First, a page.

Kiwi Rider Podcast 2022 | E28
In this week's show, Ray talked us through his insurance win, we have another look
This story first appeared on onthrottle.co.nz - Written by Mathieu Day-Gillett
A couple of months back we brought you the news that Royal Enfield was gearing up for an expedition to take a pair of specially modified Himalayans.
The first of its kind expedition, dubbed 90° SOUTH, saw the two riders spend over two weeks on the frozen continent to reach the geographic South Pole after riding in temperatures well below freezing.
After departing Cape Town in November and arriving at Novo in Antarctica, on December 16, 2021, two riders Santhosh Vijay Kumar and Dean Coxson, reached the geographic South Pole.
The team arrived at Novo in Antarctica from Cape Town for four days of acclimatization, loading of supplies, checking equipment and the motorcycles. From Novo, the team covered an overland distance of 3200km over the next 9 days braving extreme climatic conditions with temperatures between -30 to -25 degrees and wind speed of 60kmph, towards the Ross Ice Shelf.
Located in the extreme south of the continent, Ross Ice Shelf was the designated start point for the riders. However, an unexpected blizzard forced the team to alter the course. Instead of starting the ride from 86 South, the team started the ride from 87 degrees South.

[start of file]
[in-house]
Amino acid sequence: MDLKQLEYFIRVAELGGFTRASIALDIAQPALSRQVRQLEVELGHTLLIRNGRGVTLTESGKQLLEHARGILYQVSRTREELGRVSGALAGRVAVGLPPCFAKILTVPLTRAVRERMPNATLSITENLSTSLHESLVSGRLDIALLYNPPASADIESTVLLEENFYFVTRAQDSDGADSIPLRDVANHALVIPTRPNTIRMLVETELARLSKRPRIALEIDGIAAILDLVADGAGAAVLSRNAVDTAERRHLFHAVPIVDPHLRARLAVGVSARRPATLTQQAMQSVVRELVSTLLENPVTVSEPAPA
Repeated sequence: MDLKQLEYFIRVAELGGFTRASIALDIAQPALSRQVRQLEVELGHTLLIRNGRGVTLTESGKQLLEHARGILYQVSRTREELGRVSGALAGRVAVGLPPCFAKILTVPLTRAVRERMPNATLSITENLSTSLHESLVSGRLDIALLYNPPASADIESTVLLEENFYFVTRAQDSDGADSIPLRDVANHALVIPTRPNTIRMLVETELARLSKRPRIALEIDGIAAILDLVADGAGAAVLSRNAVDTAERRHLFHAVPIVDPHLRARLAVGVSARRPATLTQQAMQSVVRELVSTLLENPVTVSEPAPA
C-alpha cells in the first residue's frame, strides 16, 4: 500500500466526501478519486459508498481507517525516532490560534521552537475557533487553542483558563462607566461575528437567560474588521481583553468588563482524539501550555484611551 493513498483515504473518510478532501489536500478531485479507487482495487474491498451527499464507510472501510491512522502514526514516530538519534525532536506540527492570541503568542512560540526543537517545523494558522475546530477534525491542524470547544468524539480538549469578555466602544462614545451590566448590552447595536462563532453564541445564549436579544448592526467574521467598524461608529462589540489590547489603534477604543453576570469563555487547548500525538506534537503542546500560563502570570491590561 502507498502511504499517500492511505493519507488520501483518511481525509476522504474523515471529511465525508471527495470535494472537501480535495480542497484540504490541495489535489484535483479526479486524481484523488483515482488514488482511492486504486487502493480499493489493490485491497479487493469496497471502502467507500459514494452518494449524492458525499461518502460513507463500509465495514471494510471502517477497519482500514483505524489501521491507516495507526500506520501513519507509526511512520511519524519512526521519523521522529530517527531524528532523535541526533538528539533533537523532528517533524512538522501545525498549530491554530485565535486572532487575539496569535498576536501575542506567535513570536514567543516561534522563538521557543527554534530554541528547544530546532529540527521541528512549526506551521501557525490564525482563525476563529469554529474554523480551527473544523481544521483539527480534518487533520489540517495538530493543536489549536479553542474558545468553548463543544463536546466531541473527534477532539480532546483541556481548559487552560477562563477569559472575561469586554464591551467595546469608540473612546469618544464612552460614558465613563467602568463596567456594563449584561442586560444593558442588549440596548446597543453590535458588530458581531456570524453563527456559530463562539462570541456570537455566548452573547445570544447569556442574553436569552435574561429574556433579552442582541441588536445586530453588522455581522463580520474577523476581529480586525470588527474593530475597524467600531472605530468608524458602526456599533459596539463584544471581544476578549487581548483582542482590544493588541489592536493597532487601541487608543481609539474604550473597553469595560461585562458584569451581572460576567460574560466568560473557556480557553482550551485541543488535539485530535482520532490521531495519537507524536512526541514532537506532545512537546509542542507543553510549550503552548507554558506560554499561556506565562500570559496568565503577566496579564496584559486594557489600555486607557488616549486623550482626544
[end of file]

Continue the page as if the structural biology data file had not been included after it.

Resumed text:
Despite a few initial roadblocks and a slight detour, the expedition team completed the quest on December 16th, 2021, thus creating history.
For this expedition, two Royal Enfield Himalayan motorcycles were modified in-house, with functional upgrades to be able to navigate snow and ice to ably function under extreme conditions in Antarctica.
The motorcycles were ridden on a compacted snow track to the South Pole, to reduce motorcycle drag and limit emissions to an absolute minimum. Royal Enfield is consciously ensuring no footprint is left behind by the expedition team except wheel tracks that will quickly be lost to a snowdrift. In line with Enfield's #LeaveEveryPlaceBetter initiative, the team is ensuring all waste, including human waste, is brought back for appropriate disposal.
Currently, the team is heading towards the western part of Antarctica, Union Glacier, from where they will fly out to a much warmer Punta Arenas in Chile.
**Editor's Note: Photos depict the Royal Enfield's training for the expedition and not on the ice in Antarctica. We hope to bring you pics of the actual bikes in the Antarctic soon.